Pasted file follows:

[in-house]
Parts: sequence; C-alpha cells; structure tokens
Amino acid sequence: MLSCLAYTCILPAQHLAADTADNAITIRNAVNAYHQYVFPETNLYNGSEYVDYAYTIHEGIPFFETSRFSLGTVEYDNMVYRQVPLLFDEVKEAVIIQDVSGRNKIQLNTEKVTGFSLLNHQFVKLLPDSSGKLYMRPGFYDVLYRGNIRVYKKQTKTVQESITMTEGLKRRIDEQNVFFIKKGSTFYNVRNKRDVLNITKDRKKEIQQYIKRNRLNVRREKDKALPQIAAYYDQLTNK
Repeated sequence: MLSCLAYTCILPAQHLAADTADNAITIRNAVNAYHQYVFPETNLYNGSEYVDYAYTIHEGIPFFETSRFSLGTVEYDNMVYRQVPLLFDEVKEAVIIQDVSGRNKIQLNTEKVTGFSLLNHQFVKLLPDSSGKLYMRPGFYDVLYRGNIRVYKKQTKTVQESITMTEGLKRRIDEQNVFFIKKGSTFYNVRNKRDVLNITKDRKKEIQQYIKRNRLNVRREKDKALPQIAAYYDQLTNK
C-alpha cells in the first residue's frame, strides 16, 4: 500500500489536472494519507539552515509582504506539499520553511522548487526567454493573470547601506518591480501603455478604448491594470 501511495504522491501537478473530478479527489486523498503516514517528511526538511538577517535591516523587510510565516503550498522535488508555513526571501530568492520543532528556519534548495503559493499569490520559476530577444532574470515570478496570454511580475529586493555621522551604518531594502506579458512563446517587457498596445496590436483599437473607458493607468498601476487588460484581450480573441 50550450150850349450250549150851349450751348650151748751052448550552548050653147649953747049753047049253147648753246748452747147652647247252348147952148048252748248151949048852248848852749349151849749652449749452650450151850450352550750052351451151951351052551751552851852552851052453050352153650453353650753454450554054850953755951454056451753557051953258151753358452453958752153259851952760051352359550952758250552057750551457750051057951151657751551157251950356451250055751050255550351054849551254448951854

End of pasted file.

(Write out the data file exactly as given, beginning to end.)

[in-house]
Parts: sequence; C-alpha cells; structure tokens
Amino acid sequence: MLSCLAYTCILPAQHLAADTADNAITIRNAVNAYHQYVFPETNLYNGSEYVDYAYTIHEGIPFFETSRFSLGTVEYDNMVYRQVPLLFDEVKEAVIIQDVSGRNKIQLNTEKVTGFSLLNHQFVKLLPDSSGKLYMRPGFYDVLYRGNIRVYKKQTKTVQESITMTEGLKRRIDEQNVFFIKKGSTFYNVRNKRDVLNITKDRKKEIQQYIKRNRLNVRREKDKALPQIAAYYDQLTNK
Repeated sequence: MLSCLAYTCILPAQHLAADTADNAITIRNAVNAYHQYVFPETNLYNGSEYVDYAYTIHEGIPFFETSRFSLGTVEYDNMVYRQVPLLFDEVKEAVIIQDVSGRNKIQLNTEKVTGFSLLNHQFVKLLPDSSGKLYMRPGFYDVLYRGNIRVYKKQTKTVQESITMTEGLKRRIDEQNVFFIKKGSTFYNVRNKRDVLNITKDRKKEIQQYIKRNRLNVRREKDKALPQIAAYYDQLTNK
C-alpha cells in the first residue's frame, strides 16, 4: 500500500489536472494519507539552515509582504506539499520553511522548487526567454493573470547601506518591480501603455478604448491594470 501511495504522491501537478473530478479527489486523498503516514517528511526538511538577517535591516523587510510565516503550498522535488508555513526571501530568492520543532528556519534548495503559493499569490520559476530577444532574470515570478496570454511580475529586493555621522551604518531594502506579458512563446517587457498596445496590436483599437473607458493607468498601476487588460484581450480573441 50550450150850349450250549150851349450751348650151748751052448550552548050653147649953747049753047049253147648753246748452747147652647247252348147952148048252748248151949048852248848852749349151849749652449749452650450151850450352550750052351451151951351052551751552851852552851052453050352153650453353650753454450554054850953755951454056451753557051953258151753358452453958752153259851952760051352359550952758250552057750551457750051057951151657751551157251950356451250055751050255550351054849551254448951854